We now use the daily data from Jinan station with 𝑛=1. As Figure 4 shows, the graph of 𝜃(𝑡) for the whole year based on (3.35), the simulation of the mean monthly precipitation does not stay positive due to the value 𝛼 which is not always positive. Moreover, for the model whose diffusion part has term 𝑋𝑡, once a negative 𝑋𝑡 value is obtained, according to (3.30), the simulated value for the next step could never be calculated since 𝑝<1/2, which would lead to 2𝑝1<0 and therefore no value for 𝑋𝑛2𝑝1.

Figure 4: Simulated speed of monthly rain in Jinan.

Therefore, in order to ensure positivity, 𝜃(𝑡) must be modeled appropriately. Since 𝜃(𝑡) is a continuous sinusoidal function and the speed of mean reversion 𝑎 is assumed constant, there should be a boundary for the value of 𝛼 in (3.35) that ensures 𝛼>0. Thus we require,𝜃(𝑡)>𝜃(𝑡)𝑎,𝑡=𝑡0,,𝑡𝑁.(3.36) If we only add a constant on the right hand of (3.25) to make sure the new 𝜃(𝑡) satisfies (3.35), we still have the same 𝜃(𝑡). Therefore we must find max𝑡=𝑡0,,𝑡𝑁(𝜃(𝑡)/𝑎), denoted by 𝑀, so that the adjusted simulated mean speed of precipitation can be expressed as 𝜃ad(𝑡)=𝜃(𝑡)+𝑀+1, and 𝜃ad(𝑡)=𝜃(𝑡).

Continuing with our use of the Jinan data as an example, the results are shown in Figure 5 and the corrector for 𝜃(𝑡) is −40.977.

Figure 5: Adjusted simulated speed of monthly Rain in Jinan.

To use the new 𝜃 in the algorithm, note that all the simulated points, 𝑋𝑡, have mean value 𝜃ad(𝑡). This change could also affect the diffusion part. In order to keep the process similar to the original one, we modify the algorithm as follows.(1)𝐸=max(𝑋𝑛(1)𝑀1,𝑣), where 𝑣 is a uniform random variable in (0, 0.1). If we use 0 to replace 𝑣, the diffusion part could be 0 if 2𝑝1>0 and infinity if 2𝑝1<0.(2)Change (3.30) to 𝑋(0)𝑛+1=𝑋𝑛+𝜃(𝑛)+𝑎𝜃(𝑛)𝑋𝑛(1)Δ𝑡𝑛+𝜎𝐸𝑝Δ𝑊𝑛+12𝜎2𝑝𝐸2𝑝1Δ𝑊2𝑛Δ𝑡𝑛,𝑋(1)𝑛+1=𝑋𝑛+𝜃(𝑛+1)+𝑎𝜃(𝑛+1)𝑋(0)𝑛+1Δ𝑡𝑛+𝜎𝐸𝑝Δ𝑊𝑛+12𝜎2𝑝𝐸2𝑝1Δ𝑊2𝑛Δ𝑡𝑛.(3.37)(3)After calculating all the simulated points, we need to change the whole list back down to the original level: 𝑋𝑛=𝑋𝑛(1)𝑀1.(3.38) Note that if 𝑝<1/2, then positivity is not yet guaranteed for a large size simulation.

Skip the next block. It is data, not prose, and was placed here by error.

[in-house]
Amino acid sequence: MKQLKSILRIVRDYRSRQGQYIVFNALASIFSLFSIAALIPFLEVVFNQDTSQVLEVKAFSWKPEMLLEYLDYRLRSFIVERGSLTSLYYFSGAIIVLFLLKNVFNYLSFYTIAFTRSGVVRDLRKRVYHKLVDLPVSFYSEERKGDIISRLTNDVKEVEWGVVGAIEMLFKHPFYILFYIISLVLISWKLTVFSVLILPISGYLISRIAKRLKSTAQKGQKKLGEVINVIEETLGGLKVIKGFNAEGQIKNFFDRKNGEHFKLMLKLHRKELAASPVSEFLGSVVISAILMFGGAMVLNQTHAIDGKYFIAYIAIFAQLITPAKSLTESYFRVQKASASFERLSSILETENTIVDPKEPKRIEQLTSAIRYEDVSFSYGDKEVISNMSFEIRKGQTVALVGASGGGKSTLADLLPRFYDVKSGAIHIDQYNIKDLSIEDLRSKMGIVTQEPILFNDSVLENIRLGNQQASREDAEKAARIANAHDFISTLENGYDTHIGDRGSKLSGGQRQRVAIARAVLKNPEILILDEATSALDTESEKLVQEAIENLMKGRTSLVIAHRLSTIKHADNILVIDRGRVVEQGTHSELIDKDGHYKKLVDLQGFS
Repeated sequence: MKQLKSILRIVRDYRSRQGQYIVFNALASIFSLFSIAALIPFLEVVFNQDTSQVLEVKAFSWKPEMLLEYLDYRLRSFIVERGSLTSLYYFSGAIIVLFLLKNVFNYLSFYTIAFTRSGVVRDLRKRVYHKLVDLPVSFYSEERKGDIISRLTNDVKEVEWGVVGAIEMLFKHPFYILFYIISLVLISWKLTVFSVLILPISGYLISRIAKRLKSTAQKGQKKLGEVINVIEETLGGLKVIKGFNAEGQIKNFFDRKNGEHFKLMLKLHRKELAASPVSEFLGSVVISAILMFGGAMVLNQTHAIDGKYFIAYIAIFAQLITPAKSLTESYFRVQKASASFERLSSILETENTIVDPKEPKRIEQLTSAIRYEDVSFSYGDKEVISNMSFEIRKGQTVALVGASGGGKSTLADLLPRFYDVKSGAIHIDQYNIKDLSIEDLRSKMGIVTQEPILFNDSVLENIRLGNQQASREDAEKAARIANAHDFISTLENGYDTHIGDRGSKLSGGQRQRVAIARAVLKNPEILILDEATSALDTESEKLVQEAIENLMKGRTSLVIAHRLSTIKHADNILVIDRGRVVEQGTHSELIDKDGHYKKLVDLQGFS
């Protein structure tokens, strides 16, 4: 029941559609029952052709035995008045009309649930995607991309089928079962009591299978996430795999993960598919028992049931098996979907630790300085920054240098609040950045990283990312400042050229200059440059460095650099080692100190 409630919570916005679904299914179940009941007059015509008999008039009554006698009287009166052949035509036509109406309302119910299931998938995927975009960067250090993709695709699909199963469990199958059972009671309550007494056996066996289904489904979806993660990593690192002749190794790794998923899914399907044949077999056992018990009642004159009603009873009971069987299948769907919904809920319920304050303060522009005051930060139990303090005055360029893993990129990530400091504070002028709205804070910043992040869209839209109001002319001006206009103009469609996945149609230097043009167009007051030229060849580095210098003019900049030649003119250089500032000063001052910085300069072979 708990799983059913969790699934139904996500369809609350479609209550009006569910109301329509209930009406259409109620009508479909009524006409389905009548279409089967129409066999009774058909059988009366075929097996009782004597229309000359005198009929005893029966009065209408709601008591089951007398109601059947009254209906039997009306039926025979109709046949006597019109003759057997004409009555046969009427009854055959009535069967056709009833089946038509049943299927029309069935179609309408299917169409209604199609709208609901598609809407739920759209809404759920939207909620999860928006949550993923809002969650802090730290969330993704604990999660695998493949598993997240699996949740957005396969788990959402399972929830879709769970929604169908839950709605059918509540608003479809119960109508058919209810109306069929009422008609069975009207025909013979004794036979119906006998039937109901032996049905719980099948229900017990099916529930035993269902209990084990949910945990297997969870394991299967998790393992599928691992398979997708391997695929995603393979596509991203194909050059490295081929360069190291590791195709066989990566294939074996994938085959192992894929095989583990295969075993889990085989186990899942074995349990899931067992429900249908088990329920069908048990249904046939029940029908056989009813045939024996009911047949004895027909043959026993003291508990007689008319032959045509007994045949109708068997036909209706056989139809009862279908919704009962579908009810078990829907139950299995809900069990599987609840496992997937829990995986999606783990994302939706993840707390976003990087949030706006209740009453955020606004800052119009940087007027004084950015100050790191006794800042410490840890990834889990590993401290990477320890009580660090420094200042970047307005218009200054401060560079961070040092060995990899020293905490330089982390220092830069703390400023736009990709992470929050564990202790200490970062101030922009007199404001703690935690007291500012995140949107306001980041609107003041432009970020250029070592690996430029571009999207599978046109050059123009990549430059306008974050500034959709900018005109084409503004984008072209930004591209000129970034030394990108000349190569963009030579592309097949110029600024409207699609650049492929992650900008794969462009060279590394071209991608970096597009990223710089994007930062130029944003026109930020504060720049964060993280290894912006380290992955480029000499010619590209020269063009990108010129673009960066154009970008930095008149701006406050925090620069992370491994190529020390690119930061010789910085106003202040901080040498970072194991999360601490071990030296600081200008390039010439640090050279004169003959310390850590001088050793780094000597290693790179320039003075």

4. Analysis of Results

Using temperature and precipitation data from the Jinan climate station, and the curve of consumptive crop coefficient based on McGuinness and Bordne [14], we price a drought put option contract based on three different within-year data periods: (1) January to December (Table 1); April to August (Table 2); April to June (Table 3). In each case, we set the strike level at 𝐾=0.7 and use each of our three methods. Each of Tables 1 through 3 shows the option prices based on data from four different historical spans: 1951–2006, 1967–2006, 1977–2006, and 1987–2006.

Table 1: Option price comparison for months 1–12.
Table 2: Option price comparison for months 4–8.
Table 3: Option price comparison for months 4–6.

Comparing the option prices for the full 56-year span, we see that the results from the Historical Burn Analysis and the Index Value approaches are very similar to one another, while the Stochastic Simulation method yields different results. This difference is attributable to the inaccuracy of the simulation of the speed of monthly rain. The Stochastic Simulation method does, however, yield results that have the lowest variance across the four columns.

Looking at the 1987–2006 results in the last column in each of Tables 13, we see that, for each method, the results are quite different from those obtained using the full 56 years of data. This points to the overall sensitivity of pricing to the historical span of time upon which the pricing is based.

5. Future Work

To simplify our analysis, we have ignored a number of financial factors. Future work could incorporate the relationship between a drought index and farmers’ profits, the possibility of changing interest rates, and the potential market price of risk [20].

In addition, a number of improvements could be made to the weather models we have used to price drought contracts. In particular, the price of the drought option clearly depends on the joint distribution of the temperatures and the precipitation at maturity. To simplify our analysis, we have simulated these two variables independently. In future work, a joint model could be developed. We have also not considered the location limitations of the climate models. In particular, the climate stations which collect precipitation data are typically located in large urban areas, far from the rural areas where farming is concentrated. Because the levels of precipitation might be quite different between even neighboring urban and rural areas, future work should incorporate this spatial basis risk.


M. Pollanen and K. Abdella are partially supported by NSERC Canada.